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Mosley v. Superintendent

United States District Court, S.D. Indiana, Terre Haute Division

April 9, 2014

COREY LAMONT MOSLEY, Petitioner,
v.
SUPERINTENDENT, Respondent.

ENTRY AND ORDER DISMISSING ACTION

JANE MAGNUS-STINSON, District Judge.

I.

A.

Corey Lamont Mosley seeks a writ of habeas corpus pertaining to his convictions in an Indiana state court in 1997 of several offenses. By way of background, Mosley had been charged with three counts of conspiracy to commit murder, two counts of murder, conspiracy to commit robbery, robbery, and attempted murder. In a signed plea agreement with the State, Mosley pled guilty to murder, attempted murder, and two counts of conspiracy to commit murder. The State agreed to dismiss the remaining charges and to not seek the death penalty. In addition, the plea agreement did not prevent the State from pursuing a sentence of life without parole, which was the sentence the trial court ultimately imposed on August 22, 1997.

There was no direct appeal filed. An action for post-conviction relief was filed on August 24, 2004. Mosley withdrew that petition on February 16, 2005, and then filed his second petition for post-conviction relief four years later on May 20, 2009. The second post-conviction relief action remained pending in the Indiana state courts until October 10, 2013. The State of Indiana has opposed Mosley's habeas petition on procedural grounds. Mosely has not replied.

B.

The State's first argument is that Mosley's habeas petition was not timely filed.

In an attempt to "curb delays, to prevent retrials' on federal habeas, and to give effect to state convictions to the extent possible under law, " Congress, as part of the AEDPA, revised several of the statutes governing federal habeas relief. Williams v. Taylor, 529 U.S. 362, 404 (2000). One such revision provides that:

a state prisoner has one year to file a federal petition for habeas corpus relief, starting from "the date on which the judgment became final by the conclusion of direct review or the expiration of the time for seeking such review." 28 U.S.C. § 2244(d)(1)(A).... "The one-year clock is stopped, however, during the time the petitioner's properly filed' application for state postconviction relief is pending.'" Day [ v. McDonough, 547 U.S. 198, 201 (2006)] (quoting 28 U.S.C. § 2244(d)(2)).

Wood v. Milyard, 132 S.Ct. 1826, 1831 (2012).

Mosley's conviction and sentence became final on September 21, 1997, the last day on which he could have filed an appeal with respect to the imposition of sentence on August 22, 1997. See Griffith v. Kentucky, 479 U.S. 314, 321 & n.6 (1987) (stating a conviction is "final" when the time for seeking direct review from the judgment affirming the conviction has expired); Powell v. Davis, 415 F.3d 722, 726 (7th Cir. 2005). Thus, Mosley had one year from September 21, 1997, to file his petition for federal collateral review or otherwise toll the statute of limitations. See § 2244(d)(1)(A).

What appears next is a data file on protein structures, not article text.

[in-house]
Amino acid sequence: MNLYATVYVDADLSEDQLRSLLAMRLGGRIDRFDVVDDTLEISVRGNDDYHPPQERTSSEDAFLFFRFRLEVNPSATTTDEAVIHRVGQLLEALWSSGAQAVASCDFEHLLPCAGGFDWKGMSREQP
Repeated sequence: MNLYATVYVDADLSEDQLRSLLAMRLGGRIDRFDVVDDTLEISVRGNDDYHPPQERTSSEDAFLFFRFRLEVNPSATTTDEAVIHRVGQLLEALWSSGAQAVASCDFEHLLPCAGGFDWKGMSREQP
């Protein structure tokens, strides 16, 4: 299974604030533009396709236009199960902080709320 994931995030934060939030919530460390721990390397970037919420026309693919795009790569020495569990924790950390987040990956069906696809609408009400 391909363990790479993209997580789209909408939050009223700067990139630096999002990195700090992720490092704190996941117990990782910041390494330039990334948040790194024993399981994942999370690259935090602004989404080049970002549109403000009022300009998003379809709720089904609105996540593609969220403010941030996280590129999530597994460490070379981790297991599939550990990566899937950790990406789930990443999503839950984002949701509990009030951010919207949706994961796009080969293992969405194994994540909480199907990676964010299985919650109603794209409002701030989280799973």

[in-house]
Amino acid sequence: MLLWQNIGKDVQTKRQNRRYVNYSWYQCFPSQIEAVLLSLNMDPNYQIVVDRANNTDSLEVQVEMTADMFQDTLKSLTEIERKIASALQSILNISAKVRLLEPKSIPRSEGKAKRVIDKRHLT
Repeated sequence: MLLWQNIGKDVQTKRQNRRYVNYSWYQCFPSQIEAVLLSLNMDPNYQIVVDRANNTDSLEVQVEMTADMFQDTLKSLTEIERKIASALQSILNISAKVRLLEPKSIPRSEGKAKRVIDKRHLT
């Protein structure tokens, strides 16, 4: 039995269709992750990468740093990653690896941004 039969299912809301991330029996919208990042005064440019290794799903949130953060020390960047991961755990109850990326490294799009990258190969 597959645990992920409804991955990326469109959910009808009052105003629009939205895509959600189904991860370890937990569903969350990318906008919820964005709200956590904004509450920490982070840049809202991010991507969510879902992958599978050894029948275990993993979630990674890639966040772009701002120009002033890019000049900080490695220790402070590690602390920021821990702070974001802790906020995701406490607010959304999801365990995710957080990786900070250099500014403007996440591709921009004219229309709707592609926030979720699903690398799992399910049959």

Mosley's habeas petition was signed and placed in the institution mail on January 7, 2014. Even applying the prison mailbox rule, see Jones v. Bertrand, 171 F.3d 499 (7th Cir. 1999), Mosley filed his petition for writ of habeas corpus 15 years and three months past the date the 1-year statute of limitations prescribed by 28 U.S.C. § 2244(d)(1)(A)) had expired. (Other provisions of § 2244(d)(1) are inapplicable here.) It is true that during this period Mosley filed and pursued post-conviction relief. However, by the time the post-conviction relief action was first filed in August 2004, the statute of limitations had been expired for nearly eight years. The consequence of this is that the actions for post-conviction relief have no impact on the computation of the statute of limitations in § 2244(d)(1). Fernandez v. Sternes, 227 F.3d 977, 978-79 (7th Cir. 2000) (explaining that it is illogical to toll a limitations period that has already passed). His post-conviction actions also failed to restart the one-year statute of limitations); see also De Jesus v. Acevedo, 567 F.3d 941, 943 (7th Cir. 2009) ("[W]hat [§ 2244(d)](2) does is exclude particular time from the year, not restart that year."); Teas v. Endicott, 494 F.3d 580, 581-82 (7th Cir. 2007) (holding state court adjudication of a collateral attack on a prisoner's conviction more than one year after the expiration of the one year time limit does not "restart" the statute of limitations under § 2244(d)).